Potamodromous fish responses to multiple stressors: water scarcity and oxygen depletion — ASN Events

Potamodromous fish responses to multiple stressors: water scarcity and oxygen depletion (#227)

Paulo Branco 1 2 , José Maria Santos 1 , Susana Amaral 1 , Filipe Romão 2 , António Pinheiro 2 , Maria Teresa Ferreira 1
  1. Centro de Estudos Florestais, Instituto Superior de Agronomia, , Universidade de Lisboa, Lisboa, LISBOA, Portugal
  2. Civil Engeneering for Research and Innovation for Sustainability, Instituto Superior Técnico, , Universidade de Lisboa, Lisboa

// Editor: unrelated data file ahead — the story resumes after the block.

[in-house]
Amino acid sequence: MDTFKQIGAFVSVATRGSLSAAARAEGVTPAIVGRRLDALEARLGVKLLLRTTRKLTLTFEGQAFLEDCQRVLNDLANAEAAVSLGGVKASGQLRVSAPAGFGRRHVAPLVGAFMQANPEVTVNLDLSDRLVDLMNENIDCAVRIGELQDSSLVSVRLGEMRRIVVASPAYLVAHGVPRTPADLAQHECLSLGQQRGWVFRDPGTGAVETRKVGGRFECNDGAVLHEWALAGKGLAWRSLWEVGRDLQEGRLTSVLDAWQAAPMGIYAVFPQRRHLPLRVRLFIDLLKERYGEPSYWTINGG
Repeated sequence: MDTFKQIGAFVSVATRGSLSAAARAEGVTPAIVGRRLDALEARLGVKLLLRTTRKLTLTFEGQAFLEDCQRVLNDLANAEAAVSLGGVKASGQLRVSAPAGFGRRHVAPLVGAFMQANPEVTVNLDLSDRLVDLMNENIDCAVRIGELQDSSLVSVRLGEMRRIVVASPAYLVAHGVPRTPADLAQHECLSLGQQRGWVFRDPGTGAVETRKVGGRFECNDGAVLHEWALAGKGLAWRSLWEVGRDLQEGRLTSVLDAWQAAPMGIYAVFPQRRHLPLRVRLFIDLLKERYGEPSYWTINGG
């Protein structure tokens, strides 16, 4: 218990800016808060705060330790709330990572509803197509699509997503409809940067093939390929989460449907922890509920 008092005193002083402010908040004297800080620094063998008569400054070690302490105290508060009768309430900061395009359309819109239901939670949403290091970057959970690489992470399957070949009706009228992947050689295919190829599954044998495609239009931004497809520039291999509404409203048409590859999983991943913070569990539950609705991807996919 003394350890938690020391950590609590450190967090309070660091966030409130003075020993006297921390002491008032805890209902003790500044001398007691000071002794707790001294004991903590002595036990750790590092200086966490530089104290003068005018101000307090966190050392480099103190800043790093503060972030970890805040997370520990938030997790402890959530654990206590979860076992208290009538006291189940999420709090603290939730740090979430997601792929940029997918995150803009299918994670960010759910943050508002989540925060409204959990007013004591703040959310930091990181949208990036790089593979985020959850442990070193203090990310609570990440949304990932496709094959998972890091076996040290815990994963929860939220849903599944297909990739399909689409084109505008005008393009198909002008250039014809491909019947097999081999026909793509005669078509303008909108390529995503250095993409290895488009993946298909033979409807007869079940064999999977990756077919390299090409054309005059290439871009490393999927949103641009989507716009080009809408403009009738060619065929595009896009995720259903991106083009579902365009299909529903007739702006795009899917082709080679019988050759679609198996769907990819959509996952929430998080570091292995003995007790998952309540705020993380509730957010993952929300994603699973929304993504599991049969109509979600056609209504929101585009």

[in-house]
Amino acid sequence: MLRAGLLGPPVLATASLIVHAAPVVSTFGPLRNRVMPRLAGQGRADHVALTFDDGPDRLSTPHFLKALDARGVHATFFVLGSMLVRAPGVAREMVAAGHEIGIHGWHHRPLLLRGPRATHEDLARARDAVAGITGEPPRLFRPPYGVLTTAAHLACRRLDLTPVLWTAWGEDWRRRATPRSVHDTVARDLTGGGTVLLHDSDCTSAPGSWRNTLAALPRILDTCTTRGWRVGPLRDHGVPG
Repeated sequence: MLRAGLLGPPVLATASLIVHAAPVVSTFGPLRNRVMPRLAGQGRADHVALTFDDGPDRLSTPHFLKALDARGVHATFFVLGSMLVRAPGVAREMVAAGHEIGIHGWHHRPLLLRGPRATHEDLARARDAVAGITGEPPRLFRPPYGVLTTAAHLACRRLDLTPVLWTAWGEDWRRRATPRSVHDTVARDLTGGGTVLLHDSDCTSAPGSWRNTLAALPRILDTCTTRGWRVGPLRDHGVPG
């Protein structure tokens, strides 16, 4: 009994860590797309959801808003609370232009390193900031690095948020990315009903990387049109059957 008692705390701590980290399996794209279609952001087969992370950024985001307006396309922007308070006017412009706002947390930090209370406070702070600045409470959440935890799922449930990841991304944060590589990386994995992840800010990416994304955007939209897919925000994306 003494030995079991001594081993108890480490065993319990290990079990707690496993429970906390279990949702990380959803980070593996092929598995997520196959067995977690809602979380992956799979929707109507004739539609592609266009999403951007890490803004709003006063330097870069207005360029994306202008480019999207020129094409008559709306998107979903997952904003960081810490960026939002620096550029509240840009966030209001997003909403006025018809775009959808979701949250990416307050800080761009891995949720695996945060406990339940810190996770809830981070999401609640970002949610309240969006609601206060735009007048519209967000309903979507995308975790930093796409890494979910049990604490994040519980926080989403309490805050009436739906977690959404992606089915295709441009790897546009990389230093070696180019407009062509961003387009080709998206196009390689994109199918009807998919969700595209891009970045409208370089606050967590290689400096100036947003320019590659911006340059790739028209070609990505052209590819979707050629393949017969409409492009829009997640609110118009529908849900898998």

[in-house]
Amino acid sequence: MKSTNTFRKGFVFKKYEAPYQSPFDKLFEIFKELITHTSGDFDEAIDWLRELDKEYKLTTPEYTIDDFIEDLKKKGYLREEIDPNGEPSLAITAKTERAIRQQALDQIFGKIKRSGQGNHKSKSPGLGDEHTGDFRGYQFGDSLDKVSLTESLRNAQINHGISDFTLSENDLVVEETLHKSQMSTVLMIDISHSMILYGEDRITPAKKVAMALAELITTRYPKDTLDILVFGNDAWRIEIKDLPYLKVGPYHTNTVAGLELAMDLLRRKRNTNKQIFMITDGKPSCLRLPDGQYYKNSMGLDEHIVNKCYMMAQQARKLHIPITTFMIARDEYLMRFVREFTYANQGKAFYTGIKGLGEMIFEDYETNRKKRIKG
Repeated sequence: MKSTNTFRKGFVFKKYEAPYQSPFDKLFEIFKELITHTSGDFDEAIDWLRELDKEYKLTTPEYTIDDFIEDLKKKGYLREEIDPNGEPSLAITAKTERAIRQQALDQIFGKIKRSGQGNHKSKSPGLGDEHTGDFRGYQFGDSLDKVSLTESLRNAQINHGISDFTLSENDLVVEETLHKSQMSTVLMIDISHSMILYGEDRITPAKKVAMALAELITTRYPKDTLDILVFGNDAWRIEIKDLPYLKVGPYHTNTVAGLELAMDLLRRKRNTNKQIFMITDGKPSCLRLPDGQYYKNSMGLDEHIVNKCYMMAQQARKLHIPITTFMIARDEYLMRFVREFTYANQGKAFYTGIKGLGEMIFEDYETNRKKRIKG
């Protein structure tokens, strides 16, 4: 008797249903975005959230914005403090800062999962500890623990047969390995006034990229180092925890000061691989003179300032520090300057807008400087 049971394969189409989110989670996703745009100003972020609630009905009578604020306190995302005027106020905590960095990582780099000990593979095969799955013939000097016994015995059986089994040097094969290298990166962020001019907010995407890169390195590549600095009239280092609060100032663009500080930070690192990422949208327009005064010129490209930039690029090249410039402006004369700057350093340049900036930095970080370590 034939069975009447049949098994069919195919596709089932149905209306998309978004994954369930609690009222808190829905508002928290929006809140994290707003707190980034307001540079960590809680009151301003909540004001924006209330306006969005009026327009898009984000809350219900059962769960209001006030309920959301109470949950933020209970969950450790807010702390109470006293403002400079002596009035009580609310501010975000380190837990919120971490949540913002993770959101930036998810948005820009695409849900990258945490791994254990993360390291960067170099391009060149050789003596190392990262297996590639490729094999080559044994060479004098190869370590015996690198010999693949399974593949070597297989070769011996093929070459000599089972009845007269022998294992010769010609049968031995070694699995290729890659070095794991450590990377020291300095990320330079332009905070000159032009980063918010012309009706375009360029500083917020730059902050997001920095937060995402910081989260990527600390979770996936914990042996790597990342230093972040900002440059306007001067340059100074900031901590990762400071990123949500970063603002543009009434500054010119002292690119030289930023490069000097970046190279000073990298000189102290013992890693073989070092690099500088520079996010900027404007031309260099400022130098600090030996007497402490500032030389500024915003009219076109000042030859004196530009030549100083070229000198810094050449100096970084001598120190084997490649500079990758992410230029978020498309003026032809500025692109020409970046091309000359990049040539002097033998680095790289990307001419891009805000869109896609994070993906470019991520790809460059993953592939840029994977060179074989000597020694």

Rivers are impacted by multiple stressors that affect their ecological and chemical quality, water availability and ecosystem functions. Stressors can interact to create synergistic, additive or antagonistic effects, but experimental studies on fish encompassing more than one stressor are seldom found. Thus there is the need to study stressors through multifactorial approaches that analyse the impact of fish exposure to multiple stressors, stressor interactions, and evaluate fish sensitivity to stress combinations. Some of the most common impacts to Mediterranean rivers are of two natures: i) hydromorphological and ii) diffuse pollution. Therefore, the present study aims at studying the responses of potamodromous fish facing combinations of: 1) a primary stressor (three levels of water scarcity and connectivity reduction – naturally occurring in Mediterranean systems), and 2) a secondary stressor (three levels of oxygen decrease due to organic load – of anthropogenic nature). For that, schools of five wild fish from a potamodromous species (Luciobarbus bocagei) were placed in a flume equipped with see-trough sidewalls, to allow for behavioural analysis, and subjected to different combinations of the stressors. The results of this work, and the observed correlations between behaviour and stressor combination, improve our understanding of the effects of the interaction of natural and man-induced stressors on potamodromous fish species, making possible to implement effective management and restoration policies. This work progresses from single variable manipulative experiments to multifactorial experiments, allowing a dose-response surface to be determined in order to assist prediction of fish responses upon actual or projected pressure scenarios.

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